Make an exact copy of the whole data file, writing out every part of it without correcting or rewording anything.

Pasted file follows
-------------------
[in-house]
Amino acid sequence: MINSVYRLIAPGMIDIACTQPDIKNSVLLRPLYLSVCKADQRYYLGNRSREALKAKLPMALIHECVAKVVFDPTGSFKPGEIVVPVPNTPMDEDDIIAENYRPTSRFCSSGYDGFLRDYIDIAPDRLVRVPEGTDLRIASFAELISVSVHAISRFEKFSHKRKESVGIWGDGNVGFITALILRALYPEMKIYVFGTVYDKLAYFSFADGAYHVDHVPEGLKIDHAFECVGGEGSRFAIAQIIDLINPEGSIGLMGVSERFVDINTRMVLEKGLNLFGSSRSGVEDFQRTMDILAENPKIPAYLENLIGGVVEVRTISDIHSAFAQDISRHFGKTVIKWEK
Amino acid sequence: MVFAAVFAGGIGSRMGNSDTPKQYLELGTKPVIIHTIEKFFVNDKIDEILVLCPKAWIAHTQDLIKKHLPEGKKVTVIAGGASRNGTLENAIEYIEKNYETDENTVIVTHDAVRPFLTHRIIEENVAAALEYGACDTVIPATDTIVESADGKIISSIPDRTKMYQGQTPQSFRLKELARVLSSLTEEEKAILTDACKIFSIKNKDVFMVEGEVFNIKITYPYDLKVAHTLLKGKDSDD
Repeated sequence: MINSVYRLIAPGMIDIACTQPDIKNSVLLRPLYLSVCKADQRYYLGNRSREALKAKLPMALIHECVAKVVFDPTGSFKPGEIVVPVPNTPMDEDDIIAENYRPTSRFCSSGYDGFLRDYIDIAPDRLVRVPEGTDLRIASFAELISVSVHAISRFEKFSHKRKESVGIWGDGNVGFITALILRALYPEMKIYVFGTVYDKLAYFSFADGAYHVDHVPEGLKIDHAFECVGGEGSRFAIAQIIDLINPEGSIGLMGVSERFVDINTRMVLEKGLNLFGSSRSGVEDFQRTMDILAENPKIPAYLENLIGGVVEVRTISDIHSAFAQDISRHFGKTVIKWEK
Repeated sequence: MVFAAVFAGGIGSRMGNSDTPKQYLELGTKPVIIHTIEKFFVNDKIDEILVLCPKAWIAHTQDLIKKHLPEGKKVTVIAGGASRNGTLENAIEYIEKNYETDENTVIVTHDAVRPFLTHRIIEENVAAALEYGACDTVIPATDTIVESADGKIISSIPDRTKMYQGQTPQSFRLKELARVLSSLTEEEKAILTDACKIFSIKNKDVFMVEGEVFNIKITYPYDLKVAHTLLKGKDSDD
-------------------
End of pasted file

[in-house]
Amino acid sequence: MINSVYRLIAPGMIDIACTQPDIKNSVLLRPLYLSVCKADQRYYLGNRSREALKAKLPMALIHECVAKVVFDPTGSFKPGEIVVPVPNTPMDEDDIIAENYRPTSRFCSSGYDGFLRDYIDIAPDRLVRVPEGTDLRIASFAELISVSVHAISRFEKFSHKRKESVGIWGDGNVGFITALILRALYPEMKIYVFGTVYDKLAYFSFADGAYHVDHVPEGLKIDHAFECVGGEGSRFAIAQIIDLINPEGSIGLMGVSERFVDINTRMVLEKGLNLFGSSRSGVEDFQRTMDILAENPKIPAYLENLIGGVVEVRTISDIHSAFAQDISRHFGKTVIKWEK
Amino acid sequence: MVFAAVFAGGIGSRMGNSDTPKQYLELGTKPVIIHTIEKFFVNDKIDEILVLCPKAWIAHTQDLIKKHLPEGKKVTVIAGGASRNGTLENAIEYIEKNYETDENTVIVTHDAVRPFLTHRIIEENVAAALEYGACDTVIPATDTIVESADGKIISSIPDRTKMYQGQTPQSFRLKELARVLSSLTEEEKAILTDACKIFSIKNKDVFMVEGEVFNIKITYPYDLKVAHTLLKGKDSDD
Repeated sequence: MINSVYRLIAPGMIDIACTQPDIKNSVLLRPLYLSVCKADQRYYLGNRSREALKAKLPMALIHECVAKVVFDPTGSFKPGEIVVPVPNTPMDEDDIIAENYRPTSRFCSSGYDGFLRDYIDIAPDRLVRVPEGTDLRIASFAELISVSVHAISRFEKFSHKRKESVGIWGDGNVGFITALILRALYPEMKIYVFGTVYDKLAYFSFADGAYHVDHVPEGLKIDHAFECVGGEGSRFAIAQIIDLINPEGSIGLMGVSERFVDINTRMVLEKGLNLFGSSRSGVEDFQRTMDILAENPKIPAYLENLIGGVVEVRTISDIHSAFAQDISRHFGKTVIKWEK
Repeated sequence: MVFAAVFAGGIGSRMGNSDTPKQYLELGTKPVIIHTIEKFFVNDKIDEILVLCPKAWIAHTQDLIKKHLPEGKKVTVIAGGASRNGTLENAIEYIEKNYETDENTVIVTHDAVRPFLTHRIIEENVAAALEYGACDTVIPATDTIVESADGKIISSIPDRTKMYQGQTPQSFRLKELARVLSSLTEEEKAILTDACKIFSIKNKDVFMVEGEVFNIKITYPYDLKVAHTLLKGKDSDD